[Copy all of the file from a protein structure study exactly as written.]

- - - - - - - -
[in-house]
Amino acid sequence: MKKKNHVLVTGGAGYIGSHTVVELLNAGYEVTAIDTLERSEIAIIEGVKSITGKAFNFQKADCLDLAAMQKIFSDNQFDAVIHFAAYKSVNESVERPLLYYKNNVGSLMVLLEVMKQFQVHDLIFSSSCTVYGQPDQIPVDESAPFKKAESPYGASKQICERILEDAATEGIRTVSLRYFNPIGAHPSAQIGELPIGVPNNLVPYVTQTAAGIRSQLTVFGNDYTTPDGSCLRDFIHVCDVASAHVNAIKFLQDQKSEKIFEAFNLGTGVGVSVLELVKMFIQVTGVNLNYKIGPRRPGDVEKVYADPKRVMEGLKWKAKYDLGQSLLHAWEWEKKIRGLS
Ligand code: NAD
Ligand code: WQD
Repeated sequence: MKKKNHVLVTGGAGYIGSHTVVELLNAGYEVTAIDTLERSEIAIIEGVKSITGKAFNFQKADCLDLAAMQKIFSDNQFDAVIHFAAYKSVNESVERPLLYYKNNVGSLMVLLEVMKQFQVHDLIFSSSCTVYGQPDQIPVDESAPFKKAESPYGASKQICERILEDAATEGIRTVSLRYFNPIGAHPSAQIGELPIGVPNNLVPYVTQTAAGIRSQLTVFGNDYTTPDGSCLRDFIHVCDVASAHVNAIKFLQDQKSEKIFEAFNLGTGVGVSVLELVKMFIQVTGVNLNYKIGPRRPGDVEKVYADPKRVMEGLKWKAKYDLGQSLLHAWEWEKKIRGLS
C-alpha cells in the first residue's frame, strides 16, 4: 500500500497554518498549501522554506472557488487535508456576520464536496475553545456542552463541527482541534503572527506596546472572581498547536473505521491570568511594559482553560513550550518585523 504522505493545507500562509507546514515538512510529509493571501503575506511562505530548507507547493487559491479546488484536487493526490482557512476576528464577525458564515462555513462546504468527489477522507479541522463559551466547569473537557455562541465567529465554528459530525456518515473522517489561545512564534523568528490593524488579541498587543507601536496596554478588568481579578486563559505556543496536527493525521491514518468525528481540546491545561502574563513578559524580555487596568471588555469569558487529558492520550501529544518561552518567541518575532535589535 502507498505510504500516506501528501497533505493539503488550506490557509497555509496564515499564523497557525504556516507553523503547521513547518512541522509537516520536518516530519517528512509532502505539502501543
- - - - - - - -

[in-house]
Amino acid sequence: MKKKNHVLVTGGAGYIGSHTVVELLNAGYEVTAIDTLERSEIAIIEGVKSITGKAFNFQKADCLDLAAMQKIFSDNQFDAVIHFAAYKSVNESVERPLLYYKNNVGSLMVLLEVMKQFQVHDLIFSSSCTVYGQPDQIPVDESAPFKKAESPYGASKQICERILEDAATEGIRTVSLRYFNPIGAHPSAQIGELPIGVPNNLVPYVTQTAAGIRSQLTVFGNDYTTPDGSCLRDFIHVCDVASAHVNAIKFLQDQKSEKIFEAFNLGTGVGVSVLELVKMFIQVTGVNLNYKIGPRRPGDVEKVYADPKRVMEGLKWKAKYDLGQSLLHAWEWEKKIRGLS
Ligand code: NAD
Ligand code: WQD
Repeated sequence: MKKKNHVLVTGGAGYIGSHTVVELLNAGYEVTAIDTLERSEIAIIEGVKSITGKAFNFQKADCLDLAAMQKIFSDNQFDAVIHFAAYKSVNESVERPLLYYKNNVGSLMVLLEVMKQFQVHDLIFSSSCTVYGQPDQIPVDESAPFKKAESPYGASKQICERILEDAATEGIRTVSLRYFNPIGAHPSAQIGELPIGVPNNLVPYVTQTAAGIRSQLTVFGNDYTTPDGSCLRDFIHVCDVASAHVNAIKFLQDQKSEKIFEAFNLGTGVGVSVLELVKMFIQVTGVNLNYKIGPRRPGDVEKVYADPKRVMEGLKWKAKYDLGQSLLHAWEWEKKIRGLS
C-alpha cells in the first residue's frame, strides 16, 4: 500500500497554518498549501522554506472557488487535508456576520464536496475553545456542552463541527482541534503572527506596546472572581498547536473505521491570568511594559482553560513550550518585523 504522505493545507500562509507546514515538512510529509493571501503575506511562505530548507507547493487559491479546488484536487493526490482557512476576528464577525458564515462555513462546504468527489477522507479541522463559551466547569473537557455562541465567529465554528459530525456518515473522517489561545512564534523568528490593524488579541498587543507601536496596554478588568481579578486563559505556543496536527493525521491514518468525528481540546491545561502574563513578559524580555487596568471588555469569558487529558492520550501529544518561552518567541518575532535589535 502507498505510504500516506501528501497533505493539503488550506490557509497555509496564515499564523497557525504556516507553523503547521513547518512541522509537516520536518516530519517528512509532502505539502501543